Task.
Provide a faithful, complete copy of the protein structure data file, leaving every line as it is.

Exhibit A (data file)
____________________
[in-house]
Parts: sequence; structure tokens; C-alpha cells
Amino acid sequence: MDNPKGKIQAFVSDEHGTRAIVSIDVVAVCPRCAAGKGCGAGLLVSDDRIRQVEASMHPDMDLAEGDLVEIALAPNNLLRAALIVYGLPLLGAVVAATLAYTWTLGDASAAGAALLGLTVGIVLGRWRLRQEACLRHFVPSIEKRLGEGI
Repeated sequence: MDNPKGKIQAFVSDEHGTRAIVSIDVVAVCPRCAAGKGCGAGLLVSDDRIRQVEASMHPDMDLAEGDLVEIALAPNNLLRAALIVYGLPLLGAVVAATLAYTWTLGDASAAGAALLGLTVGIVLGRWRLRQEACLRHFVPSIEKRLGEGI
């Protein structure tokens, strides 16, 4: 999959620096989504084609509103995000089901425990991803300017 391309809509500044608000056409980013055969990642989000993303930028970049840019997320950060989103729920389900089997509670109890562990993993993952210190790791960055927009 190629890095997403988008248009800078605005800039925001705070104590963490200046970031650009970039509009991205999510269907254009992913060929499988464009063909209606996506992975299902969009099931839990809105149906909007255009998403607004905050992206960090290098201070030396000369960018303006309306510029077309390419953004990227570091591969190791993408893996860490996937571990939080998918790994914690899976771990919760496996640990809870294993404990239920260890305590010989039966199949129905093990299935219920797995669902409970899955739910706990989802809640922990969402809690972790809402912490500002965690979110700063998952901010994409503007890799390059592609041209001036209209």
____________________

[in-house]
Parts: sequence; structure tokens; C-alpha cells
Amino acid sequence: MDNPKGKIQAFVSDEHGTRAIVSIDVVAVCPRCAAGKGCGAGLLVSDDRIRQVEASMHPDMDLAEGDLVEIALAPNNLLRAALIVYGLPLLGAVVAATLAYTWTLGDASAAGAALLGLTVGIVLGRWRLRQEACLRHFVPSIEKRLGEGI
Repeated sequence: MDNPKGKIQAFVSDEHGTRAIVSIDVVAVCPRCAAGKGCGAGLLVSDDRIRQVEASMHPDMDLAEGDLVEIALAPNNLLRAALIVYGLPLLGAVVAATLAYTWTLGDASAAGAALLGLTVGIVLGRWRLRQEACLRHFVPSIEKRLGEGI
């Protein structure tokens, strides 16, 4: 999959620096989504084609509103995000089901425990991803300017 391309809509500044608000056409980013055969990642989000993303930028970049840019997320950060989103729920389900089997509670109890562990993993993952210190790791960055927009 190629890095997403988008248009800078605005800039925001705070104590963490200046970031650009970039509009991205999510269907254009992913060929499988464009063909209606996506992975299902969009099931839990809105149906909007255009998403607004905050992206960090290098201070030396000369960018303006309306510029077309390419953004990227570091591969190791993408893996860490996937571990939080998918790994914690899976771990919760496996640990809870294993404990239920260890305590010989039966199949129905093990299935219920797995669902409970899955739910706990989802809640922990969402809690972790809402912490500002965690979110700063998952901010994409503007890799390059592609041209001036209209």